2 min read

It’s fair to say the most anticipated event last week was Janet Yellen’s speech from the Fed. In the end, European stocks finished higher but not without a flurry of volatility in all asset classes as traders and investors digested Yellen’s remarks.

Her comments were telling of a September rate hike and this is exactly how the market saw it, with Fed Funds Futures on Friday afternoon assigning a 60.3% probability to a 25 basis point rate hike on 14 December, when the US central bank was next scheduled to meet.

‘In light of the continued solid performance of the labour market and our outlook for economic activity and inflation, I believe the case for an increase in the federal funds rate has strengthened in recent months,’ she said in a prepared speech.

The US elections and any potential ‘Trumponomics’ could however influence future decisions, and it can be argued there was a case for fiscal policy and infrastructure investment in order to boost productivity, but those decisions are supposed to be the remit of the US Congress and the President.

The next two biggest market trends that people are talking about at the moment are oil and dividends. Oil is unlikely to rise any time soon and continues its trade at or below $50 a barrel, with the market very much still oversupplied. But some suggest there are renewed hopes the price will stabilise. Inspired by the rebound since March, critics suggest the move has not been driven by better oil fundamentals but rather headlines of a potential output freeze combined with a weakening dollar.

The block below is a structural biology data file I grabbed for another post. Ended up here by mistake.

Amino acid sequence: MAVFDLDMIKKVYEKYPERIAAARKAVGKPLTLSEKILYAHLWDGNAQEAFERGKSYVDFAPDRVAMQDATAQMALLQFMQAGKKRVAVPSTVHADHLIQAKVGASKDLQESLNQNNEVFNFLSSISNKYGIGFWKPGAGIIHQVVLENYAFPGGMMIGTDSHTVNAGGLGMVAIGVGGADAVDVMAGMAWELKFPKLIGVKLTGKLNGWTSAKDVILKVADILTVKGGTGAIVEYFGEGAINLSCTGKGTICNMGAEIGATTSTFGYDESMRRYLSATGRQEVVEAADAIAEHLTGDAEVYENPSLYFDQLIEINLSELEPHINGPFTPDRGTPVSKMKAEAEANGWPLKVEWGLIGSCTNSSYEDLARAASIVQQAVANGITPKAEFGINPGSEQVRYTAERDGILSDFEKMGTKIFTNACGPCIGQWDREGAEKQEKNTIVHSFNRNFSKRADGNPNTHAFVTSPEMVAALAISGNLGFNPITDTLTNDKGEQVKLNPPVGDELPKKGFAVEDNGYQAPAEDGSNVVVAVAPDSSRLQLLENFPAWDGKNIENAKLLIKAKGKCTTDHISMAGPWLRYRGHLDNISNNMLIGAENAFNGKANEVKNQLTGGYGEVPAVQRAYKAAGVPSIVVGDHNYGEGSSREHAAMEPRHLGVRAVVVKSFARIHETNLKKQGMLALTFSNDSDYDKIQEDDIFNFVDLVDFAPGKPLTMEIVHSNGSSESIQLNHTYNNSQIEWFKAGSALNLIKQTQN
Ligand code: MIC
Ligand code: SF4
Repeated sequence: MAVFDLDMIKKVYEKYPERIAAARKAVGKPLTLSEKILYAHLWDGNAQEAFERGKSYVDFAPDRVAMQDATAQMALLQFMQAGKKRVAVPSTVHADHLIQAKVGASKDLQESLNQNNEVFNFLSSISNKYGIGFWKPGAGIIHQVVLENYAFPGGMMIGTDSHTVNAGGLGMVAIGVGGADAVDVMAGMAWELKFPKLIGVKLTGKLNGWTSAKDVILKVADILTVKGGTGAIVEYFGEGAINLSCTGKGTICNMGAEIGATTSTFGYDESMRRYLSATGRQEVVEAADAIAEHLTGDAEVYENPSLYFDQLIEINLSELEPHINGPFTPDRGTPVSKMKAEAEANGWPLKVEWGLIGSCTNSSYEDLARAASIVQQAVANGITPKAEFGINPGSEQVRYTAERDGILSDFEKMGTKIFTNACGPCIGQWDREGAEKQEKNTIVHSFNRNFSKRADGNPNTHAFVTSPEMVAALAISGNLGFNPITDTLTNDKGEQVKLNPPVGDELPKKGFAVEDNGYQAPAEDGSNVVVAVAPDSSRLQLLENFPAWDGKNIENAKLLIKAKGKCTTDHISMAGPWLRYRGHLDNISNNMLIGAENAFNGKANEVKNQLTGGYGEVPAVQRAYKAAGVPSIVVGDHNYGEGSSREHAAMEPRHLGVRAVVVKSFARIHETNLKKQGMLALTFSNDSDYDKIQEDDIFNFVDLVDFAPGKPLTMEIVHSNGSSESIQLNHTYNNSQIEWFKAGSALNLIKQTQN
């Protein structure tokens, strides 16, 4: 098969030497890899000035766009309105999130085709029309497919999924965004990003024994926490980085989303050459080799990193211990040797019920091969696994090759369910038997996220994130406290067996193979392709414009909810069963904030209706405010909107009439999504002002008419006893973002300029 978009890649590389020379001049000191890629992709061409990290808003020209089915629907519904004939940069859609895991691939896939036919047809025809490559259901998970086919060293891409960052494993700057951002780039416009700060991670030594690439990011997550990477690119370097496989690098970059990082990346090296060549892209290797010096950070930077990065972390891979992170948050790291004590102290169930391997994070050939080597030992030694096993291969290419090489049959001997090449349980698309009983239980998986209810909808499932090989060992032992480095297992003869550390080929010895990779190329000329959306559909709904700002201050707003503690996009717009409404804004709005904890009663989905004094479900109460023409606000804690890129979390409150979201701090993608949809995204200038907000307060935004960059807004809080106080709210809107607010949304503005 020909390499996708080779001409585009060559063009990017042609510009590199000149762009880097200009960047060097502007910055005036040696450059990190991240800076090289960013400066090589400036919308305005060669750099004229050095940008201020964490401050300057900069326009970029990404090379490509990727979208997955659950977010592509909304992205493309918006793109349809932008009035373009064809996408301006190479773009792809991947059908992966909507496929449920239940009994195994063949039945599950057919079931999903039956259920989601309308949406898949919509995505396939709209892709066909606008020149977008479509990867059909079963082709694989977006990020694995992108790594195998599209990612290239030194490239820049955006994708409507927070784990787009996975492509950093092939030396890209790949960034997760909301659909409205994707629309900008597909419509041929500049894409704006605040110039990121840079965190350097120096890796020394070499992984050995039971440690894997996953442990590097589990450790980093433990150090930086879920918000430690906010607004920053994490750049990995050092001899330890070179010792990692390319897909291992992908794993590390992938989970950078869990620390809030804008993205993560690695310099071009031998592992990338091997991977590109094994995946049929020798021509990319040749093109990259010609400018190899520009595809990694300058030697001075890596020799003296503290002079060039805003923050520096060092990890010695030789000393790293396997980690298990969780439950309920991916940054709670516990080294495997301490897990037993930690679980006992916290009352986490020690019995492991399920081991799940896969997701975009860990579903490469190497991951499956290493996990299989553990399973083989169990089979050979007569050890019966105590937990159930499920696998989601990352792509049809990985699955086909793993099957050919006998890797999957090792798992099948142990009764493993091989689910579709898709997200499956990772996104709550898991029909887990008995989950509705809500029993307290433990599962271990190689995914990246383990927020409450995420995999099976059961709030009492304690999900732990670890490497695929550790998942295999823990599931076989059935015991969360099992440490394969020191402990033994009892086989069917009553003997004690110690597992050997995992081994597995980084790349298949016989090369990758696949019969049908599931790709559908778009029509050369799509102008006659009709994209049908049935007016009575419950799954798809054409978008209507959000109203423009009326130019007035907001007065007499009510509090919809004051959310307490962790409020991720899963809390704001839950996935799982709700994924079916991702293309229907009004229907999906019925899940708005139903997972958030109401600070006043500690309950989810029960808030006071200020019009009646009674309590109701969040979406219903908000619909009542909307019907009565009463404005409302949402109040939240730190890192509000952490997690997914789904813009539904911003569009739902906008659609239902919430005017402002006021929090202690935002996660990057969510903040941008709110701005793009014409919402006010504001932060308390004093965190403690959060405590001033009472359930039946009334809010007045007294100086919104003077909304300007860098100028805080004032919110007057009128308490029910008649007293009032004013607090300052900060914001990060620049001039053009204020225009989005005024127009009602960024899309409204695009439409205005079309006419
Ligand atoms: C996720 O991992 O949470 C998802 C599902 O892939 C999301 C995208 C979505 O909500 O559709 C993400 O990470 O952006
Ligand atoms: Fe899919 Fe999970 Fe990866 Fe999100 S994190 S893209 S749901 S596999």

Dividends, on the other hand, have been the victim of a weakening pound reducing the FX impact of overseas earnings. UK dividends (excluding exceptional payouts) fell 3.3% year on year in the second quarter. So what is the impact of this? Some investors warn this implies weaker profit growth in sectors such as oil, mining, banking and retail, threatening the outlook of the UK economy and corporate earnings. Others are subscribing to the positive impact a weak pound will have on exports and the profit-lifting effect. Either way, we’re going to be talking about this for some time to come.


Share this: